Simultaneous Grafting of Poly(Acrylic Acid) and Poly(Ethylene Glycol) onto Chitosan using Gamma Radiation: Polymer Networks for Removal of Textile Dyes


  • M. D. P. Carreón-Castro Department of Radiation Chemistry and Radiochemistry, Institute of Nuclear Science, National Autonomous University of Mexico. Circuito Exterior, Ciudad Universitaria, 04510, Ciudad de México, México
  • M. Caldera-Villalobos Department of Radiation Chemistry and Radiochemistry, Institute of Nuclear Science, National Autonomous University of Mexico. Circuito Exterior, Ciudad Universitaria, 04510, Ciudad de México, México
  • B. Leal-Acevedo Radiation and Radiation Safety Unit, Institute of Nuclear Science, National Autonomous University of Mexico. Circuito Exterior, Ciudad Universitaria, 04510, Ciudad de México, México
  • A. M. Herrera-González Laboratory of Polymers, Institute of Basic Science and Engineering, Autonomous University of Hidalgo State. Carretera Pachuca- Tulancingo, Colonia Carboneras, 42184, Mineral de la Reforma, Hidalgo, México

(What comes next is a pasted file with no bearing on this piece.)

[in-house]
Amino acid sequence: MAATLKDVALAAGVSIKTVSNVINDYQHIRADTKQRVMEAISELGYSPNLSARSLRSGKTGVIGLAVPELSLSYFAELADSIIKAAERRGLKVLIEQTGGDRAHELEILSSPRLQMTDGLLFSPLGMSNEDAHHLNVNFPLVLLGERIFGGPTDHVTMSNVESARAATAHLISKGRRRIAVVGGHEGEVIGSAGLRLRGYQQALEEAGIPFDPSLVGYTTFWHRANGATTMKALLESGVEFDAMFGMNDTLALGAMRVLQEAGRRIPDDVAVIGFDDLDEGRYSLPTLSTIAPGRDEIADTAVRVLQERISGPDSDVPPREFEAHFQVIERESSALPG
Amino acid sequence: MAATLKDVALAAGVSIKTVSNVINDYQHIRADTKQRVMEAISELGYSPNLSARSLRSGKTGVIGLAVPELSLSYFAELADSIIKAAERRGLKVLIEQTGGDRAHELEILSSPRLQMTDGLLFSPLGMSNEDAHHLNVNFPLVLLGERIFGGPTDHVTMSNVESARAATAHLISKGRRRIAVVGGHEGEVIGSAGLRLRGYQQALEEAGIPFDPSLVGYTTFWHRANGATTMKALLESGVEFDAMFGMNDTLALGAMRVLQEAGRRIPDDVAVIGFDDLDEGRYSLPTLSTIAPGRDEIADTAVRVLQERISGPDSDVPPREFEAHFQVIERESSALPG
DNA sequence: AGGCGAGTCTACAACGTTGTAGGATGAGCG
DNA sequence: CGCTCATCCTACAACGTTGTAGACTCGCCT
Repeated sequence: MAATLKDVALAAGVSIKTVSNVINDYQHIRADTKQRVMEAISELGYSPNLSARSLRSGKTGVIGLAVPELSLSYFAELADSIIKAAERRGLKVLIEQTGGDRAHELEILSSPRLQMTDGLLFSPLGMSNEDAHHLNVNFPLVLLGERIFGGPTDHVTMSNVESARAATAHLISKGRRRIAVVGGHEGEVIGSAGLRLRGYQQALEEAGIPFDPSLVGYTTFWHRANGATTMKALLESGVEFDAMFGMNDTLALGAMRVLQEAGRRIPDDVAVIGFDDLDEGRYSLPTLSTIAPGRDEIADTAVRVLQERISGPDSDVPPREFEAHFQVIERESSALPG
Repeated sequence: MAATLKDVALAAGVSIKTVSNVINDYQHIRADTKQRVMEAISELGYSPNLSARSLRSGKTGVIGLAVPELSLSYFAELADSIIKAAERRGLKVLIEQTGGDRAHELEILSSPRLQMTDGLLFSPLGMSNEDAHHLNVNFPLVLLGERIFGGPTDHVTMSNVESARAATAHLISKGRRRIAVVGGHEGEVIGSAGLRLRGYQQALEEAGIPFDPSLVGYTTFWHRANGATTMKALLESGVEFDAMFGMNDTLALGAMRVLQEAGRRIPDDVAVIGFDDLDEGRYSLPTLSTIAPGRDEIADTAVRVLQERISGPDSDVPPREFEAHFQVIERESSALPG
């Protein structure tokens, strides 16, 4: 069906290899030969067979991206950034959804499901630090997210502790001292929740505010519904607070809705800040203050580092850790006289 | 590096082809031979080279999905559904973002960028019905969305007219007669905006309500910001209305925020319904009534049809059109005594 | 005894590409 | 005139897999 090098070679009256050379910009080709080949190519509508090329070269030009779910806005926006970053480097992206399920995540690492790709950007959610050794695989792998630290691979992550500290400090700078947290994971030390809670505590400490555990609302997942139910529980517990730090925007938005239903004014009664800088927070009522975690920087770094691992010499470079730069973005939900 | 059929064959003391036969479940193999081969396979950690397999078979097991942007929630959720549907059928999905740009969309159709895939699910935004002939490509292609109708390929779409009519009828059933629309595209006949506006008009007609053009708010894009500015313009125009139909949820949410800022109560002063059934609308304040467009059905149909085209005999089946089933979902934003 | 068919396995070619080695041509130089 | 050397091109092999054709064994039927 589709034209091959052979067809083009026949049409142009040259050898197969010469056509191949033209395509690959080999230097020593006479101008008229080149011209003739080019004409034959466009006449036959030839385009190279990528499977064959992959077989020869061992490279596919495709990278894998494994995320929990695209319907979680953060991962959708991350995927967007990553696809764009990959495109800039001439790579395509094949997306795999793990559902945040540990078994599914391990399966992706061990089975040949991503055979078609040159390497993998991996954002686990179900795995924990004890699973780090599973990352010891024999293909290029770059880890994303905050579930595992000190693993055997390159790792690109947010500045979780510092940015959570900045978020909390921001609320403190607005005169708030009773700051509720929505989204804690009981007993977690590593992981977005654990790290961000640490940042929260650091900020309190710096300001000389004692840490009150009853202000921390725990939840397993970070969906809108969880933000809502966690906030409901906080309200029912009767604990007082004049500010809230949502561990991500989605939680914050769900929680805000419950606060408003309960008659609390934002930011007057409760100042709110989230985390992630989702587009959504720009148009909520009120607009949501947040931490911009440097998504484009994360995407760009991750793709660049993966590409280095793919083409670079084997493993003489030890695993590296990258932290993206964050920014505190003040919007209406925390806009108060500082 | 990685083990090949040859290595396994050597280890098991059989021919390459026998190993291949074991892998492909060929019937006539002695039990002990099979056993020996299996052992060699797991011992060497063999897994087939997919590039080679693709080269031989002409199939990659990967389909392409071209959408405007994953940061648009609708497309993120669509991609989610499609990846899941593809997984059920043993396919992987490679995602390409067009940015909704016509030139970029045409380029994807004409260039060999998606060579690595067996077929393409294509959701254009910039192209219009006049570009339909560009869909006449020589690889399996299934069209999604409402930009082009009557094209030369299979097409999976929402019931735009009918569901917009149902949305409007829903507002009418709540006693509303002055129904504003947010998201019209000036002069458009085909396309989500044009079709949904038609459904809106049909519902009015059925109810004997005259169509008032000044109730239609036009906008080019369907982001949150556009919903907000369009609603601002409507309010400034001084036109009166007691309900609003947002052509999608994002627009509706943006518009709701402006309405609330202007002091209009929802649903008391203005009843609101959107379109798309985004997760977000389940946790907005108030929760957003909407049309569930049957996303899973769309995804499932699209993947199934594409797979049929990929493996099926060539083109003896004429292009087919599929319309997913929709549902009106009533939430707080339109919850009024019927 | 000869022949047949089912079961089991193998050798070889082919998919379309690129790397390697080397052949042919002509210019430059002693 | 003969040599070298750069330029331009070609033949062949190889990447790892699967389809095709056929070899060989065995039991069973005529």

Graft-copolymerization, Gamma radiation, Crosslinking, Adsorption, Wastewater treatment


Chitosan is a bio-based polyelectrolyte with high potential for wastewater treatment. Chitosan can remove anionic dyes by adsorption but it has low performance in the removal of cationic dyes. In this work, we report the synthesis of chitosan-based graft-copolymers using gamma radiation. Acrylic acid and poly(ethylene glycol) were grafted successfully onto chitosan applying a radiation dose of 12 kGy at a dose rate of 8 kGyh-1. The grafted-copolymers have improved adsorptive properties for the removal of basic dyes reaching a maximum adsorption capacity higher than 300 mgg-1. The Lanmguir’s isotherm model described satisfactorily the interaction between the grafted copolymers and basic dyes. Freundlich’s isotherm model described the adsorption of anionic dye acid orange 52. The grafted copolymers removed successfully textile dyes from wastewater of the dyeing process. The best results were obtained in the removal of direct and basic dyes. Further, poly(ethylene glycol) grafted on the copolymer conferred better swelling behavior making easy the separation of the adsorbent after dye removal. The results showed that the adsorbent materials synthesized by radiochemical graftcopolymerization are more efficient than the beads, composite materials, and blends of chitosan.


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